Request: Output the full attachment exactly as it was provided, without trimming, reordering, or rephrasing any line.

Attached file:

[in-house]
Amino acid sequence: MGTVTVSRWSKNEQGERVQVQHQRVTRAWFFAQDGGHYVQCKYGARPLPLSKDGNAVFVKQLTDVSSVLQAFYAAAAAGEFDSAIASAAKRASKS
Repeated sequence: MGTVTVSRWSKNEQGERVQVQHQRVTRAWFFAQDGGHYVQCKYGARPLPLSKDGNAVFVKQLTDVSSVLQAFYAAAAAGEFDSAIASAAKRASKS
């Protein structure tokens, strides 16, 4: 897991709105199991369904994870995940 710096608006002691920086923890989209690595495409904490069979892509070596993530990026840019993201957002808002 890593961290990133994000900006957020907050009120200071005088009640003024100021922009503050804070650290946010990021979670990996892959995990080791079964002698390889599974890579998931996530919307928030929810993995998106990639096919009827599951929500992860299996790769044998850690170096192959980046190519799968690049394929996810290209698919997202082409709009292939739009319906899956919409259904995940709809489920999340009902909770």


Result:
[in-house]
Amino acid sequence: MGTVTVSRWSKNEQGERVQVQHQRVTRAWFFAQDGGHYVQCKYGARPLPLSKDGNAVFVKQLTDVSSVLQAFYAAAAAGEFDSAIASAAKRASKS
Repeated sequence: MGTVTVSRWSKNEQGERVQVQHQRVTRAWFFAQDGGHYVQCKYGARPLPLSKDGNAVFVKQLTDVSSVLQAFYAAAAAGEFDSAIASAAKRASKS
């Protein structure tokens, strides 16, 4: 897991709105199991369904994870995940 710096608006002691920086923890989209690595495409904490069979892509070596993530990026840019993201957002808002 890593961290990133994000900006957020907050009120200071005088009640003024100021922009503050804070650290946010990021979670990996892959995990080791079964002698390889599974890579998931996530919307928030929810993995998106990639096919009827599951929500992860299996790769044998850690170096192959980046190519799968690049394929996810290209698919997202082409709009292939739009319906899956919409259904995940709809489920999340009902909770």